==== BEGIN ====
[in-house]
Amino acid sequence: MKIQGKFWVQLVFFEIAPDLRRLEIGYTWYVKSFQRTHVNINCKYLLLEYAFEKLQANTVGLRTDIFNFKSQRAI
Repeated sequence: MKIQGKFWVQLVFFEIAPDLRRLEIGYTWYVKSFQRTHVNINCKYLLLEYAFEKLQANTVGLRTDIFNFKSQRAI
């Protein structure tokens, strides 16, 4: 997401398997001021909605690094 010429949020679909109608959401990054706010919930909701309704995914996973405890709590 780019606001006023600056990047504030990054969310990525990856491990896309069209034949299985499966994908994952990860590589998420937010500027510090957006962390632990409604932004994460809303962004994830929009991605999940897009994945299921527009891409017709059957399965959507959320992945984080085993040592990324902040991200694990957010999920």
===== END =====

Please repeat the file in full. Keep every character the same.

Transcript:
[in-house]
Amino acid sequence: MKIQGKFWVQLVFFEIAPDLRRLEIGYTWYVKSFQRTHVNINCKYLLLEYAFEKLQANTVGLRTDIFNFKSQRAI
Repeated sequence: MKIQGKFWVQLVFFEIAPDLRRLEIGYTWYVKSFQRTHVNINCKYLLLEYAFEKLQANTVGLRTDIFNFKSQRAI
């Protein structure tokens, strides 16, 4: 997401398997001021909605690094 010429949020679909109608959401990054706010919930909701309704995914996973405890709590 780019606001006023600056990047504030990054969310990525990856491990896309069209034949299985499966994908994952990860590589998420937010500027510090957006962390632990409604932004994460809303962004994830929009991605999940897009994945299921527009891409017709059957399965959507959320992945984080085993040592990324902040991200694990957010999920």